The Royal New Zealand College of General Practitioners is disappointed that general practice has been left out of today’s Budget announcement and say GPs need to be included in what the Finance Minister described as, “further support to the health sector in the coming months.”
The College had hoped to see health and technology measures funded that would help general practice respond and rebuild after the sector has been on the very frontline of New Zealand’s COVID-19 response.
The College had hoped to see technology funded so that GPs across New Zealand could be better supported to provide and build on remote consultations. During the Covid-19 response GPs acted quickly and nimbly, pivoting their business model to allow for most of their consultations to happen remotely. An unexpected outcome of that was to give greater medical access to high-needs and rural communities who no longer needed to travel great distances or spend unbudgeted money for the likes of petrol to get the care they needed.
College President, Dr Samantha Murton says, “Our focus for some time has been on health equity because there is clear evidence that some New Zealanders are not getting the healthcare they need.”
“Ethnicity, location, cost of care, and rurality are all barriers to primary healthcare access in New Zealand, which this Budget needed to address urgently so that those falling behind don’t continue to suffer in the aftermath of Covid-19.
“Some of the measures announced today will benefit our patients and therefore boost the health of New Zealand but the Government needs to keep talking to us, so our sector is also supported to deliver on critical public services.”
Investment into general practice would ensure patients continue to be supported through the strong relationships, whakawhaunaungatanga, that they have with their GPs and not rely on quick-fix ineffective solutions like health apps that fall down on the relationship and medical history criteria.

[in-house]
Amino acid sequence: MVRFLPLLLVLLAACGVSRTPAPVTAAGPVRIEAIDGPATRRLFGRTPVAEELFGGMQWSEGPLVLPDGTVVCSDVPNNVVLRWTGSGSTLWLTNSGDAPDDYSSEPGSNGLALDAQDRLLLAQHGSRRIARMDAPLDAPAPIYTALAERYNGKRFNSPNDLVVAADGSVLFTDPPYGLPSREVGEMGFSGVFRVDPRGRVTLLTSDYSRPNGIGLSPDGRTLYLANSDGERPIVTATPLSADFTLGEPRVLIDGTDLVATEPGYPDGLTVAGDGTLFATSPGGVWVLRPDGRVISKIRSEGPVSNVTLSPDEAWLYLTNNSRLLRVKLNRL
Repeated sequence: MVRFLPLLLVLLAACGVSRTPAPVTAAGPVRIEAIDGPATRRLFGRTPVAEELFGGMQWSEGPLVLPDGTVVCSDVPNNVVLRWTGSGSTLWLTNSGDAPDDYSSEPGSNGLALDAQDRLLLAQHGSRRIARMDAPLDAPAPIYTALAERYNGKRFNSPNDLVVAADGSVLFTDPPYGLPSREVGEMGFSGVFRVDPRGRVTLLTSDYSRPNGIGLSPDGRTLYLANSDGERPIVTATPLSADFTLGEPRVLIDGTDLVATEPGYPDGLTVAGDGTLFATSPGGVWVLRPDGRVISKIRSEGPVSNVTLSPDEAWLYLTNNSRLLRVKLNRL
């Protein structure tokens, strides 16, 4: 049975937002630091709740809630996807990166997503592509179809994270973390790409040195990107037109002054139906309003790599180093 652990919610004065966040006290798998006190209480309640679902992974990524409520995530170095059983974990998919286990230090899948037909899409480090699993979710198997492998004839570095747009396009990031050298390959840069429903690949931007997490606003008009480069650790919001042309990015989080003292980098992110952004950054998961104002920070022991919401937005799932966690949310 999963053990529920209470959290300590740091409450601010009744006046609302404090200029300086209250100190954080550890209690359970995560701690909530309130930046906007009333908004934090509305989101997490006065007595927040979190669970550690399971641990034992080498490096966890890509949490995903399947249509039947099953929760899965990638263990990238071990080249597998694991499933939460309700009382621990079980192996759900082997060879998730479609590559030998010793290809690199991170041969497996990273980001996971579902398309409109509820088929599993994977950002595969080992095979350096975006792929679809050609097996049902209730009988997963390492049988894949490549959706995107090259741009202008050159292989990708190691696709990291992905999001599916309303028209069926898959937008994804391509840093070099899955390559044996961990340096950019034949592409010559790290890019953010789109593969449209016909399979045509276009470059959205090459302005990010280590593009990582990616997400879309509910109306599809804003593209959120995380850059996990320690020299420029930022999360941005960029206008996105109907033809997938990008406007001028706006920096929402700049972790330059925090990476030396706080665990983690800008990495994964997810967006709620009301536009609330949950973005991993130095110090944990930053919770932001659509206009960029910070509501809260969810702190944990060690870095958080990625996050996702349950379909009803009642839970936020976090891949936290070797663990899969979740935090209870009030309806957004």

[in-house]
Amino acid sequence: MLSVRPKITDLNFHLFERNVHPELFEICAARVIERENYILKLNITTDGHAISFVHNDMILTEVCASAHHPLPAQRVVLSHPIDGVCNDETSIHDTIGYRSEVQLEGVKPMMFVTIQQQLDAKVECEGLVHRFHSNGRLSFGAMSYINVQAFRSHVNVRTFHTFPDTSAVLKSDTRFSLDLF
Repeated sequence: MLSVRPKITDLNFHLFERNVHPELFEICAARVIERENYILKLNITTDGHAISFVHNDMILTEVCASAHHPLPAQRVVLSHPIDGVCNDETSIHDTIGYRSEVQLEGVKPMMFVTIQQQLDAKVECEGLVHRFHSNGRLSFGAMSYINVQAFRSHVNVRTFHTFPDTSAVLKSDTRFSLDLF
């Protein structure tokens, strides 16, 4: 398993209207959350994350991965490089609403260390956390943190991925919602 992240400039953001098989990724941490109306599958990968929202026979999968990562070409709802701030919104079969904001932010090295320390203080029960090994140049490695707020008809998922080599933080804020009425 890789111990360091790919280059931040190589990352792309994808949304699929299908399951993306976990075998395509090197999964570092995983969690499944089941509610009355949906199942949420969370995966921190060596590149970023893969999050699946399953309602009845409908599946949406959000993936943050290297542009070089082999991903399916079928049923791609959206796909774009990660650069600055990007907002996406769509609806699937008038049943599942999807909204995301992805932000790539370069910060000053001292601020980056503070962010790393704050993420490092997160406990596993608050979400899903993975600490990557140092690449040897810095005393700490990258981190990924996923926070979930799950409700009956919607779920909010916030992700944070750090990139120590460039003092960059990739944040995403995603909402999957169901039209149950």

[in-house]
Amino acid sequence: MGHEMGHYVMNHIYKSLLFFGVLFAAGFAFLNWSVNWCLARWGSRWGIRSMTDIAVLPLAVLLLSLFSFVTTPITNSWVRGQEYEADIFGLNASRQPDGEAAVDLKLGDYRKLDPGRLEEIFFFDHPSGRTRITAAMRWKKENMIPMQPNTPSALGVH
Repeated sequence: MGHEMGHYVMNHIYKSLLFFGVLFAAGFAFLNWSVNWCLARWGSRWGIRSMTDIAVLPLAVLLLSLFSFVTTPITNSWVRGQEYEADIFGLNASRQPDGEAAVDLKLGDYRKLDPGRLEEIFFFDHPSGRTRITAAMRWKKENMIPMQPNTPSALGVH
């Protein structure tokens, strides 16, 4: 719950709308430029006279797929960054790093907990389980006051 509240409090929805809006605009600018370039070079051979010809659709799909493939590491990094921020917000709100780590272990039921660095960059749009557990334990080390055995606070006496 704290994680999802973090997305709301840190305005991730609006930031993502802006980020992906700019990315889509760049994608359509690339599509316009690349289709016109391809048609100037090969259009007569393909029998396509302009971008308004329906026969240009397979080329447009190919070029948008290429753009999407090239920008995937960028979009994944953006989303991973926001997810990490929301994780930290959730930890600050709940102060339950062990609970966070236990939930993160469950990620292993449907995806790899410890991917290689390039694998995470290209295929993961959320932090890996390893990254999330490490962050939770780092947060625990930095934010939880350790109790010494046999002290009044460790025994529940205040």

Support is also needed to ensure digital health technology is equitable, especially for Māori and rural patients, and effective and accessible for those with higher needs based on language, disability, or age.
The College acknowledges the $3.92 billion in operational funding for health over the next four years. However, while some will trickle down to GPs who provide planned care after operations, it’s not likely to provide support to the struggling sector that was on the frontline of the COVID-19 defence.
The Budget also hasn’t acknowledged that GPs will also be dealing with a huge number of patients with deferred care and will require support to cope with the demand.
“Now is a prime opportunity to rebuild our health system and that starts where people go most – to their general practitioner, says Dr Murton.
“It is critical that we are involved when Government works towards further support for the health sector in the coming months.”
The College says that the way primary healthcare is funded in New Zealand needs to be reworked to cater to an increase in remote consultations, which have sometimes proven difficult to charge for. The capitation model, which is very ‘one size fits all’ needs to be reworked to better cater to patients that are increasingly complex because they are older, living in deprivation, have co-morbidities, or a mixture of all these.
“I haven’t seen anything in today’s Budget that shows me a revitalised future for general practice in New Zealand but I hope that in the next few months we can get there.
“I am hopeful that the Health & Disability System Review, which we are still waiting to see, will delivery the ambitious goals I was hoping to see today, says Dr Murton.
Being an election year, the College is seeking cross-party political agreement for funding the future of general practice and to support improved health outcomes for all New Zealanders.